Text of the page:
The ideal angles for a chair

Posted on , by Bruno DUVAL

A sitting position is defined in space by
1- the width, height, depth and inclination of the seat
2- the height and inclination of the backrest

In this article, we are going to focus on the angles of the backrest and the seat from an anatomic and ergonomic point of view.

What is the purpose of the seat tilt?

When we sit on a horizontal surface and the backrest is vertical, the weight of the upper body is mainly applied to the ischiatic area. The ischia are two bony protrusions of the pelvis that help us to maintain our balance. If the weight supported by the ischiums is too great, blood circulation is no longer properly performed and leads to a decrease in the supply of oxygen, which is responsible for tissue degradation. To avoid asphyxiation a pain signal invites our body to lift itself up so that circulation is restored. This pain signal is in fact what we usually call discomfort.
In the image below, borrowed from the company Mescan, the red zones indicate areas at risk because of high pressure closing capillaries . The two ischiatic zones are clearly visible.

If I recline my backrest without tilting the seat, some of the upper body weight is supported by the backrest. This reduces the load on the pins and delays the onset of the pain signal.
But in doing so I create a horizontal force in the seat that pushes me forward. If my seat is smooth I slide and fall off my chair. But my seat is not smooth and holds me back. This causes a shearing phenomenon that slows down the blood circulation and brings us back to an area of discomfort.

It is therefore essential to avoid sliding forwards when reclining the seat at the same time as you recline the backrest.

If our mass were evenly distributed from head to toe the best position to reduce pressure would be the reclining position we usually use to sleep.
But this lying position is not practical for reading, eating, watching TV or driving. So we have to find compromises depending on the activities we do in the chair.

Mesure de pressions sur un fauteuil standard

Six angles for an armchair

The study of the proportions of the human body is an ancient subject, the most famous illustration of which is the Vitruvian Man made around 1490.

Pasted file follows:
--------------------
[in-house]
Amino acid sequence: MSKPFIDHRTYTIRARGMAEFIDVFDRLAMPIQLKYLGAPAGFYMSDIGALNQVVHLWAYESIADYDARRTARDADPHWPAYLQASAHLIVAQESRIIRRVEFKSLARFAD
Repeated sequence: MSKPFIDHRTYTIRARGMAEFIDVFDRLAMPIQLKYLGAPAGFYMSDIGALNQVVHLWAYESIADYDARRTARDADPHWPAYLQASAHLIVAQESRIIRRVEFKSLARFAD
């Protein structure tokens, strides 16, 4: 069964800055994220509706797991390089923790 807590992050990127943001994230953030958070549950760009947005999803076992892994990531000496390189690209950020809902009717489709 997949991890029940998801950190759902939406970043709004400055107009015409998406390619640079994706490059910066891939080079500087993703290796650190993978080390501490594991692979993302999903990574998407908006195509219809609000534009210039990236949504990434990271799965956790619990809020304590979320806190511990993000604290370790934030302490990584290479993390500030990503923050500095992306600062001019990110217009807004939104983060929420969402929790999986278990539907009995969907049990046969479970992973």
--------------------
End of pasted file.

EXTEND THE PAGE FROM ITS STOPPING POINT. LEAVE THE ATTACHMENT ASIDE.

At the end of the 19th century surgeon Fowler studied sitting and semi-seated positions in bed and their effects on his patients.
In the 20th century designers sought to model the body in a seated position. Based on the work of Ohara in 1969 the Dutch designer Andries van Onck proposes in a course given in 2009 in Italy six types of sitting position

In the first type the seat is almost horizontal (3°). This position is practical for eating, working at a desk or for getting up easily.
At the other end of the spectrum is the sixth position with a very inclined seat (22°). The pressure is well distributed between seat and backrest and blood circulation is as free as possible. This feeling is confirmed by clinical studies using pressure sensors on so-called pressure sore prevention mattresses. This position allows recovery by allowing the blood to circulate freely without putting too much strain on the heart. The second position is suitable for car seats. It allows the driver to keep his or her eyes on the road while offering an acceptable level of comfort.
Positions 3, 4 and 5 are used for resting chairs depending on the activity.

Custom made armchair and recliner

Mon Siège à Moi makes custom-made armchairs from your dimensions. The seat inclinations are pre-defined according to the type of chair. But it is also possible to specify different inclinations depending on the use of the chair.
In this way you can optimize the comfort and ergonomics of your chair or armchair.